Making money on the moon is an essential part of the U.S. plan for space exploration, NASA officials said on Friday after a four-day strategy workshop with international space officials and scientists.

Billed as the first meeting to determine what explorers would do if they return to the lunar surface after more than three decades, the gathering drew some 180 participants from more than a dozen countries, including China, Russia, Japan and the nations of the European Space Agency.

Shana Dale, NASA’s deputy administrator, said one clear goal was to do business.
"The teams recognize the critical importance of space commerce — having real companies going to the moon and making money," Dale said at a telephone news conference. "The government needs to be a trailblazer and enabler (with) a desire to see commerce take off."

Other essentials for a global space strategy include public involvement and participation by international partners, Dale said.

The strategy workshop was the first of several scheduled for this year that aim to set out specific goals for future space missions to the moon and Mars, as described by President George W. Bush in 2004 in a sweeping "Vision for Space Exploration."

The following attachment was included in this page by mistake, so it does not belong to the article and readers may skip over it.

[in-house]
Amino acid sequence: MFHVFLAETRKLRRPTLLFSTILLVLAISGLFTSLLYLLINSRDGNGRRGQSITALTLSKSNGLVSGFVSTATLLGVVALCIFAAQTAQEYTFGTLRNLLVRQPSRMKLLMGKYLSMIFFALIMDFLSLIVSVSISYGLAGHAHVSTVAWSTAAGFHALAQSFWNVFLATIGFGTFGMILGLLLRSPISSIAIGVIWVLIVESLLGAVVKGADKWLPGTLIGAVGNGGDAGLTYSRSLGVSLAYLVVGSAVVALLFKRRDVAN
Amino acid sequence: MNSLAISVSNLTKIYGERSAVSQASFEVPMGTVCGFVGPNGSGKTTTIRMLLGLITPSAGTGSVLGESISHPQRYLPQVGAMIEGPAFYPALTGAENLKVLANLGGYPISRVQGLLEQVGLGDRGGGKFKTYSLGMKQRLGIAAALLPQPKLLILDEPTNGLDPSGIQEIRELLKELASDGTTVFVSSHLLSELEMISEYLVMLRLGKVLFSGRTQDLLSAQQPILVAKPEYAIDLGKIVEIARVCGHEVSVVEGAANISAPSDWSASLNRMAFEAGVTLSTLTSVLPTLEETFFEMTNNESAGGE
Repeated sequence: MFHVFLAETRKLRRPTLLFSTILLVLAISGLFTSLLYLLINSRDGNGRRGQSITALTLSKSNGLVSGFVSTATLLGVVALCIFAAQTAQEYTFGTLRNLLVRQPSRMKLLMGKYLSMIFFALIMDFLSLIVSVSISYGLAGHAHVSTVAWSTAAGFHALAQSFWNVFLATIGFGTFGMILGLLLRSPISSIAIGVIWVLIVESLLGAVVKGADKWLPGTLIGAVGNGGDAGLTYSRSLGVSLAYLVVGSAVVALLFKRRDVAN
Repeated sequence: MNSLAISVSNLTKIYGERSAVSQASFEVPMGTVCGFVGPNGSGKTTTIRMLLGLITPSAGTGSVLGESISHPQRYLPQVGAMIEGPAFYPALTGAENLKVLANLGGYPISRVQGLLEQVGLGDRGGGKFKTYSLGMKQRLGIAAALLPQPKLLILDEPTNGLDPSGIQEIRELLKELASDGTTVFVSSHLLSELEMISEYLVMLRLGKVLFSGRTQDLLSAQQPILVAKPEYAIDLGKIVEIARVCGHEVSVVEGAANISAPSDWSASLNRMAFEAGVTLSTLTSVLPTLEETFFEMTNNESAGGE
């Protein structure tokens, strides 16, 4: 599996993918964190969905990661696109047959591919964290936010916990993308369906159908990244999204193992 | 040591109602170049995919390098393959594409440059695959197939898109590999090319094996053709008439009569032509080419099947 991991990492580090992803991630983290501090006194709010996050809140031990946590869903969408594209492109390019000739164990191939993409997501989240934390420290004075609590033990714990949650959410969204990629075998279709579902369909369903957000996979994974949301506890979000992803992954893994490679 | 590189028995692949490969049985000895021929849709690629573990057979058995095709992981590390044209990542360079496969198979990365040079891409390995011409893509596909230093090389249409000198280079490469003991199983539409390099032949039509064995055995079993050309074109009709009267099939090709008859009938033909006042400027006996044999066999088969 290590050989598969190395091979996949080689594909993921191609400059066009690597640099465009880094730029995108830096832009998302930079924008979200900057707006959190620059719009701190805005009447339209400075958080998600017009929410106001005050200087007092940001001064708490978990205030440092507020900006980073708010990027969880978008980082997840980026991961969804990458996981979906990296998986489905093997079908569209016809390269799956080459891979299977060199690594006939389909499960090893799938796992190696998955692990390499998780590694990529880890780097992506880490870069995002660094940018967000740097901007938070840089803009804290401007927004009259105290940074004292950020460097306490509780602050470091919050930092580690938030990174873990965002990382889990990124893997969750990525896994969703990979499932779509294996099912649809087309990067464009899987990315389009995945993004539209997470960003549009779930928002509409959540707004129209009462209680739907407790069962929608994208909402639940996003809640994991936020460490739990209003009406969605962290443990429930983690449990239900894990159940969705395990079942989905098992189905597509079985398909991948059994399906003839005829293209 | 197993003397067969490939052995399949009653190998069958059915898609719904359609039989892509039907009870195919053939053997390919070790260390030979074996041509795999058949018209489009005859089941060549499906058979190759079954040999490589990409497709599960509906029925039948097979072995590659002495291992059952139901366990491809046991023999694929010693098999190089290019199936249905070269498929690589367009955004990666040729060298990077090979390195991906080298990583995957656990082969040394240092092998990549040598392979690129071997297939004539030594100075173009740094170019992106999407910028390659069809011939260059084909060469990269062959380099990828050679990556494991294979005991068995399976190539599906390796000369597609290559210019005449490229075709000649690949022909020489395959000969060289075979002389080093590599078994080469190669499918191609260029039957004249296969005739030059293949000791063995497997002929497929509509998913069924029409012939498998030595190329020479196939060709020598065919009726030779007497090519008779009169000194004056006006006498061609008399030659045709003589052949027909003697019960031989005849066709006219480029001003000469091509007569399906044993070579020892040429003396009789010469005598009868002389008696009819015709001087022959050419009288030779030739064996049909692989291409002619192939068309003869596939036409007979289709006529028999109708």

Delivered less than a year after the fatal 2003 shuttle Columbia accident, Bush called for a human return to the moon by 2020 and eventually a human flight to Mars.

Since the Columbia disaster, in which seven astronauts died, only one space shuttle has flown, and the shuttle fleet is to be retired by 2010.

A new Crew Exploration Vehicle meant to return humans to the lunar surface is still on the drawing board, and may not be ready until 2012 or later.

The last time humans went to the moon was aboard NASA’s Apollo 17 in 1972. Since then, China has begun its own human space program and also sent representatives to this meeting, though Dale said they apparently did not attend the smaller working sessions.

Aside from the central issues of commerce, international cooperation and public engagement, the working groups also noted the need for lunar law early in the process.

David Beatty of NASA’s Jet Propulsion Laboratory said an international legal framework would be helpful in the area of property rights, interoperability standards and making hardware from various countries work together.

Such laws could govern more prosaic issues as well, Laurie Lesin of NASA’s Goddard Space Flight Center said.

"At our group, we did mention once briefly how we’re going to decide which side of the road we drive on, on the moon," Lesin said with a laugh.

The following are artist depictions of what a base on the moon could look like.

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